In the sixth chapter of their book Six Sigma: The Breakthrough Strategy Revolutionizing the World’s Top Corporations, by Ikel Harry, Ph.D., and Richard Schroeder, called “Unmasking the Hidden Factory,” the authors discuss the metric called “yield”. The basic concept of yield is that it takes the number of units that leave an inspection point after passing inspection, called the “output”, and divides it by the number of units that enter that particular inspection point, known as the “input”. So if 100% of the units pass, the yield is 100%, but if only 50% of them pass, the yield is 50%. This is sometimes referred to as “first-time yield” if the yield is measured at the first point of inspection. The “final yield” would be, in contrast, the yield measured after the final point of inspection.
What is the problem with this metric? Well, the problem with is that not all yields are created alike. From a quality perspective, the total defects per unit is a better measure of the quality of a unit. If 50% of the units of product A and product B are found to have at least one defect, then the yields would be considered the same. But a better metric comparing product A and product B would be the total number of defects per unit (TDPU). So if product A has 2 defects per unit and product B only has on average 1 defect per unit, then product B has higher quality.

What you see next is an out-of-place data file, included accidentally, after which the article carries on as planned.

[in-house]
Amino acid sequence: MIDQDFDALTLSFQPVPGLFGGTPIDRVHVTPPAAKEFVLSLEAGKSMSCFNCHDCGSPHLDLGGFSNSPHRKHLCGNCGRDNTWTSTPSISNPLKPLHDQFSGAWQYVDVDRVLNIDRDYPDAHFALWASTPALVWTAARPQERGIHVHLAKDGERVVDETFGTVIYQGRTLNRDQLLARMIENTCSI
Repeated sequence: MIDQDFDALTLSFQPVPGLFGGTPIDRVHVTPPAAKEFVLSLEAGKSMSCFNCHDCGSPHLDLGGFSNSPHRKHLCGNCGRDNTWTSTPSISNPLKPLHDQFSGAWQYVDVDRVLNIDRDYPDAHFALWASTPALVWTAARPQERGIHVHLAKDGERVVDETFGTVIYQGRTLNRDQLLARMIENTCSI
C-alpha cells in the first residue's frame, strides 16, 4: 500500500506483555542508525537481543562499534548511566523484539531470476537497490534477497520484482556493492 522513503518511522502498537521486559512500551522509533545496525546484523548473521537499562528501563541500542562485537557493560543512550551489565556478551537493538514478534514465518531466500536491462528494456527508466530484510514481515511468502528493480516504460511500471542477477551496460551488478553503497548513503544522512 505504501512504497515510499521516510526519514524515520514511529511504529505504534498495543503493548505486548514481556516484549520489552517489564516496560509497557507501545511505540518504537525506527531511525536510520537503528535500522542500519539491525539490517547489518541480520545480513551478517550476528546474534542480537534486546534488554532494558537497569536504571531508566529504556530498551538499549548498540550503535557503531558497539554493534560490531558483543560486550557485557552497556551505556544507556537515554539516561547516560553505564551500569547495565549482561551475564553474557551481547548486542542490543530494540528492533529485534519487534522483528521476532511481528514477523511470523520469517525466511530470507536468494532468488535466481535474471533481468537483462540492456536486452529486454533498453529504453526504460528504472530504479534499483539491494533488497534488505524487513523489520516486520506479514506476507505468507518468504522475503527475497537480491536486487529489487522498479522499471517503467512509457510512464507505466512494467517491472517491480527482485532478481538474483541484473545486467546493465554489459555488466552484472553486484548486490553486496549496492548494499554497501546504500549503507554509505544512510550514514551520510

First-time yield therefore does not give an indication of quality as reliable as the TDPU. Another way that it is not a reliable indicator is the factor that, if an inspection shows that 5 out of 10 units contain defects, and the inspector throws out the 5 defect-containing units, then someone down the line may think, “wow, all of the units coming out of the last inspection point are defect-free; we must be doing high quality work!” Unfortunately, this is only if the cost of the 5 scrapped units are not taken into consideration.
So that is why it is important to have a good metric of “yield”, because not all yields are created alike.
The next post goes into more detail about the difference between first-time yield, the total number of units with one or more defects, and throughput yield, the total number of defects per defect opportunity.